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Mandalay

By the old Moulmein Pagoda, lookin' lazy at the sea,
There's a Burma girl a-settin', and I know she thinks o' me;
For the wind is in the palm-trees, and the temple-bells they say:
"Come you back, you British soldier; come you back to Mandalay!"
             Come you back to Mandalay,
             Where the old Flotilla lay:
             Can't you 'ear their paddles chunkin' from Rangoon to Mandalay?
             On the road to Mandalay,
             Where the flyin'-fishes play,
             An' the dawn comes up like thunder outer China 'crost the Bay!

'Er petticoat was yaller an' 'er little cap was green,
An' 'er name was Supi-yaw-lat -- jes' the same as Theebaw's Queen,
An' I seed her first a-smokin' of a whackin' white cheroot,
An' a-wastin' Christian kisses on an 'eathen idol's foot:
             Bloomin' idol made o'mud --
             Wot they called the Great Gawd Budd --
             Plucky lot she cared for idols when I kissed 'er where she stud!
             On the road to Mandalay . . .

When the mist was on the rice-fields an' the sun was droppin' slow,
She'd git 'er little banjo an' she'd sing "Kulla-lo-lo!"
With 'er arm upon my shoulder an' 'er cheek agin' my cheek
We useter watch the steamers an' the hathis pilin' teak.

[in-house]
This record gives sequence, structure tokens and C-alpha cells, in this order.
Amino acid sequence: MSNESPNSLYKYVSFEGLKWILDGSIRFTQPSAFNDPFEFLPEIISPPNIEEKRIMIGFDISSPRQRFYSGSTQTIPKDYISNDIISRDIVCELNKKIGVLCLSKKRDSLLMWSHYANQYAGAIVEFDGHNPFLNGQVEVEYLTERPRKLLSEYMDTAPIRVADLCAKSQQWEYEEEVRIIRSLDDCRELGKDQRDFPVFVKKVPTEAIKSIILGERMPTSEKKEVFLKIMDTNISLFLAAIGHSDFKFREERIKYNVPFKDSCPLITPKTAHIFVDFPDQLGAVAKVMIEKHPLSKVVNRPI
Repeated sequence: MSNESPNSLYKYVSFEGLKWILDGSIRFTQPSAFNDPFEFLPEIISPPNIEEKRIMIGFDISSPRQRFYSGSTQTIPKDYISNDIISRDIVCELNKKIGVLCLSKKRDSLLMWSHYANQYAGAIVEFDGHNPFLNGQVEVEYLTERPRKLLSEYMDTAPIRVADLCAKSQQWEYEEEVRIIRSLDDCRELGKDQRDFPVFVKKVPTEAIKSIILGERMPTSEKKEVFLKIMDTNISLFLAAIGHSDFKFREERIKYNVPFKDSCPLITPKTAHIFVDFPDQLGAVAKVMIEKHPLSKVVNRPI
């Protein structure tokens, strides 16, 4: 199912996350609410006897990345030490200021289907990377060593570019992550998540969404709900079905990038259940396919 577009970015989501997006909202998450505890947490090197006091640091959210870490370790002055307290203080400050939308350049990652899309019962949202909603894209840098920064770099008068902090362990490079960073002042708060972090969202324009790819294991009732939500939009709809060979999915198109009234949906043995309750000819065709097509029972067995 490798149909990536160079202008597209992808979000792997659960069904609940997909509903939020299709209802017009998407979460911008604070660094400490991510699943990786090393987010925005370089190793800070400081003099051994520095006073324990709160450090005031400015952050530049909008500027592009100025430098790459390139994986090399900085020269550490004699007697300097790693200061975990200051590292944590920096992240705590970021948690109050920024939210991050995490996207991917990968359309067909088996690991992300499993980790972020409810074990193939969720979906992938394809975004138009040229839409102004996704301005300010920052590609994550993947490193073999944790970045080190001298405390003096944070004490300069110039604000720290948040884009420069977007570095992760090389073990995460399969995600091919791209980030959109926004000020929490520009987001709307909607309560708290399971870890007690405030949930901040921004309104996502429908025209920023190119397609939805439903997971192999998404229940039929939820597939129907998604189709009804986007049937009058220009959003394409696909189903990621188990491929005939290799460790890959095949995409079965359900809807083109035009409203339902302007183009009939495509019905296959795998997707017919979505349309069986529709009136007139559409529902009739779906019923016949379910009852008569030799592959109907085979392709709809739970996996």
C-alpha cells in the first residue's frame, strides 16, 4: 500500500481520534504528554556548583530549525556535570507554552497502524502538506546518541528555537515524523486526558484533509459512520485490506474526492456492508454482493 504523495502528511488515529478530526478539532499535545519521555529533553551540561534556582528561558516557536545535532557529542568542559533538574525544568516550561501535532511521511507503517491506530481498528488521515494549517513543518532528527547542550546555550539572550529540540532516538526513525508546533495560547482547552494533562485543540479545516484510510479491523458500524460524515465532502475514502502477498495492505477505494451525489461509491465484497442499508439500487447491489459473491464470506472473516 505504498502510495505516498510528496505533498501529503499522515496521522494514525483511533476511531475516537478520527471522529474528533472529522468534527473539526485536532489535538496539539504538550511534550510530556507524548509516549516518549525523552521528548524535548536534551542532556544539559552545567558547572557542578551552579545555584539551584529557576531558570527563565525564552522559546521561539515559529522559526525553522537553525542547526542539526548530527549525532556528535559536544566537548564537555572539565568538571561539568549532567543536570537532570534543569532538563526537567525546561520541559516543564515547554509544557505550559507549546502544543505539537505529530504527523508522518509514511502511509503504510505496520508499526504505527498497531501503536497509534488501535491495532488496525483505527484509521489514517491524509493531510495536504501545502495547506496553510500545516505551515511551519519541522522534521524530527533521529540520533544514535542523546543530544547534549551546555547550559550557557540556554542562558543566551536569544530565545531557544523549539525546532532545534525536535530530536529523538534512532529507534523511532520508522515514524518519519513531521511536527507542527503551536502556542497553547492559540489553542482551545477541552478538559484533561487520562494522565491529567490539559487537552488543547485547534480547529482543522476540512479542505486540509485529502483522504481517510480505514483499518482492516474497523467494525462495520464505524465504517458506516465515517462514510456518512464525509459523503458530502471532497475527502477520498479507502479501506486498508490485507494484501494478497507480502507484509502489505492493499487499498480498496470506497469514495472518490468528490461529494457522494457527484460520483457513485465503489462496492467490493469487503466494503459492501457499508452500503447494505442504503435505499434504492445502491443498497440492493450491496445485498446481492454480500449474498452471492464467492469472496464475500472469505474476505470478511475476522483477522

Elephints a-pilin' teak
             In the sludgy, squdgy creek,
             Where the silence 'ung that 'eavy you was 'arf afraid to speak!
             On the road to Mandalay . . .

But that's all shove be'ind me -- long ago an' fur away,
An' there ain't no 'busses runnin' from the Bank to Mandalay;
An' I'm learnin' 'ere in London what the ten-year soldier tells:
"If you've 'eard the East a-callin', you won't never 'eed naught else."
             No! you won't 'eed nothin' else
             But them spicy garlic smells,
             An' the sunshine an' the palm-trees an' the tinkly temple-bells;
             On the road to Mandalay . . .

I am sick o' wastin' leather on these gritty pavin'-stones,
An' the blasted English drizzle wakes the fever in my bones;
Tho' I walks with fifty 'ousemaids outer Chelsea to the Strand,
An' they talks a lot o' lovin', but wot do they understand?
             Beefy face an' grubby 'and --
             Law! wot do they understand?
             I've a neater, sweeter maiden in a cleaner, greener land!
             On the road to Mandalay . . .

Ship me somewheres east of Suez, where the best is like the worst,
Where there aren't no Ten Commandments an' a man can raise a thirst;
For the temple-bells are callin', an' it's there that I would be --
By the old Moulmein Pagoda, looking lazy at the sea;
             On the road to Mandalay,
             Where the old Flotilla lay,
             With our sick beneath the awnings when we went to Mandalay!
             On the road to Mandalay,
             Where the flyin'-fishes play,
             An' the dawn comes up like thunder outer China 'crost the Bay!

Rudyard Kipling



Notes by Jerry: